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Would you visit an ossuary, or does the thought of it frighten you? I’d love to hear your thoughts about this post. Please leave a comment below.

 Thanks for sharing!

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  1. Karen says:

    I went here actually and it was so fascinating. You did a great job covering the history and I hope it inspires more people to visit! Love your photos (way better than mine from five years ago)!

    1. Thank you. My photos are way better now than anything I took 5 years ago, so if you went back now I’m sure your pictures would be great!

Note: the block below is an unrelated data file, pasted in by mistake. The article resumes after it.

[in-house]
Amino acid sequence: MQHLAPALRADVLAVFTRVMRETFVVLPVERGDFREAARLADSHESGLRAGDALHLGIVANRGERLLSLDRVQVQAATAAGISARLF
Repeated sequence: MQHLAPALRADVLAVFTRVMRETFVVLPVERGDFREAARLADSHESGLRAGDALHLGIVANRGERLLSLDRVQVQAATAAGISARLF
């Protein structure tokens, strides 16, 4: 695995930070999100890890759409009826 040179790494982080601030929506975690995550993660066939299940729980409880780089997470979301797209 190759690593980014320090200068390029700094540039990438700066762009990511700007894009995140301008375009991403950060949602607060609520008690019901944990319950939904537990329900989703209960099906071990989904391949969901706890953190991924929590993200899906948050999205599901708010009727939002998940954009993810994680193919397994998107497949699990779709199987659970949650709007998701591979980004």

2. Christine says:

    Wow I had no idea this kind of stuff existed! This is super cool and the bones are everywhere!!! I would love to visit it one day! Thanks for sharing!

    1. Thanks for the comment. There were so many bones and skulls in there – you’d think it would be creepy, but it was strangely peaceful.

  3. Christina says:

    Wow – I had no clue this existed! I bet this was incredibly humbling to see in person. Really reminds you of your own mortality…

    1. It really does remind you of your own mortality, which is quite confronting. At least I came away knowing that I’m not ready to face death before I’ve really lived!

  4. Nicki says:

    This has to be one of the coolest finds! I have never heard of this place but your pictures are amazing. I am putting it on my list of places to go right now. Thanks for sharing.

    1. There are quite a few of them around Europe, I believe. I think there are much bigger ones in some places – it’s definitely worth checking one out.